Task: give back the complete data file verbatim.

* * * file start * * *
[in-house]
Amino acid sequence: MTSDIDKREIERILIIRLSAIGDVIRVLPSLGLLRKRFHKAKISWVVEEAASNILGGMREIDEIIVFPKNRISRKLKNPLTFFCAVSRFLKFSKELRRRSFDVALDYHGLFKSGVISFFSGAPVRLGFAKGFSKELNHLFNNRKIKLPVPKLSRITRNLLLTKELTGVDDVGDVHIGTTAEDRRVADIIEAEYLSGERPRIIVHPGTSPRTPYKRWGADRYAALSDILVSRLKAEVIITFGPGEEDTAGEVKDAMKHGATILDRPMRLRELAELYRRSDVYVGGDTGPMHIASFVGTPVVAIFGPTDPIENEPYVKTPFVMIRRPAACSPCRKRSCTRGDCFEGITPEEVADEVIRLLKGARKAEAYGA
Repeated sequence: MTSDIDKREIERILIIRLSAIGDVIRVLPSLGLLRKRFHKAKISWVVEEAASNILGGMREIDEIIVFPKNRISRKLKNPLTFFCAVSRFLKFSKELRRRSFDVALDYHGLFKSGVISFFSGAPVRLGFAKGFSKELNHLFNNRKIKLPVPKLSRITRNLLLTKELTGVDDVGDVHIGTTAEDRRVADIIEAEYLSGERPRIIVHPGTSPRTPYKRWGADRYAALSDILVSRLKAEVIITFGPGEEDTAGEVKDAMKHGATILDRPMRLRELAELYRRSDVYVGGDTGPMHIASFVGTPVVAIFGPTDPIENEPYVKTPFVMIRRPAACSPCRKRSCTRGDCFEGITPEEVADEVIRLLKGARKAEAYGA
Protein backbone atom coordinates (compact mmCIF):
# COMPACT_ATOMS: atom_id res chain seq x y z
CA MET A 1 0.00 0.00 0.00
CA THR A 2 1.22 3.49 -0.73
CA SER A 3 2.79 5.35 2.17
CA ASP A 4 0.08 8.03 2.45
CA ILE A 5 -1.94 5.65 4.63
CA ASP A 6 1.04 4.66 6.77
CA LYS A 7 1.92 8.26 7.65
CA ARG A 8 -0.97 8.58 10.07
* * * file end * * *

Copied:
[in-house]
Amino acid sequence: MTSDIDKREIERILIIRLSAIGDVIRVLPSLGLLRKRFHKAKISWVVEEAASNILGGMREIDEIIVFPKNRISRKLKNPLTFFCAVSRFLKFSKELRRRSFDVALDYHGLFKSGVISFFSGAPVRLGFAKGFSKELNHLFNNRKIKLPVPKLSRITRNLLLTKELTGVDDVGDVHIGTTAEDRRVADIIEAEYLSGERPRIIVHPGTSPRTPYKRWGADRYAALSDILVSRLKAEVIITFGPGEEDTAGEVKDAMKHGATILDRPMRLRELAELYRRSDVYVGGDTGPMHIASFVGTPVVAIFGPTDPIENEPYVKTPFVMIRRPAACSPCRKRSCTRGDCFEGITPEEVADEVIRLLKGARKAEAYGA
Repeated sequence: MTSDIDKREIERILIIRLSAIGDVIRVLPSLGLLRKRFHKAKISWVVEEAASNILGGMREIDEIIVFPKNRISRKLKNPLTFFCAVSRFLKFSKELRRRSFDVALDYHGLFKSGVISFFSGAPVRLGFAKGFSKELNHLFNNRKIKLPVPKLSRITRNLLLTKELTGVDDVGDVHIGTTAEDRRVADIIEAEYLSGERPRIIVHPGTSPRTPYKRWGADRYAALSDILVSRLKAEVIITFGPGEEDTAGEVKDAMKHGATILDRPMRLRELAELYRRSDVYVGGDTGPMHIASFVGTPVVAIFGPTDPIENEPYVKTPFVMIRRPAACSPCRKRSCTRGDCFEGITPEEVADEVIRLLKGARKAEAYGA
Protein backbone atom coordinates (compact mmCIF):
# COMPACT_ATOMS: atom_id res chain seq x y z
CA MET A 1 0.00 0.00 0.00
CA THR A 2 1.22 3.49 -0.73
CA SER A 3 2.79 5.35 2.17
CA ASP A 4 0.08 8.03 2.45
CA ILE A 5 -1.94 5.65 4.63
CA ASP A 6 1.04 4.66 6.77
CA LYS A 7 1.92 8.26 7.65
CA ARG A 8 -0.97 8.58 10.07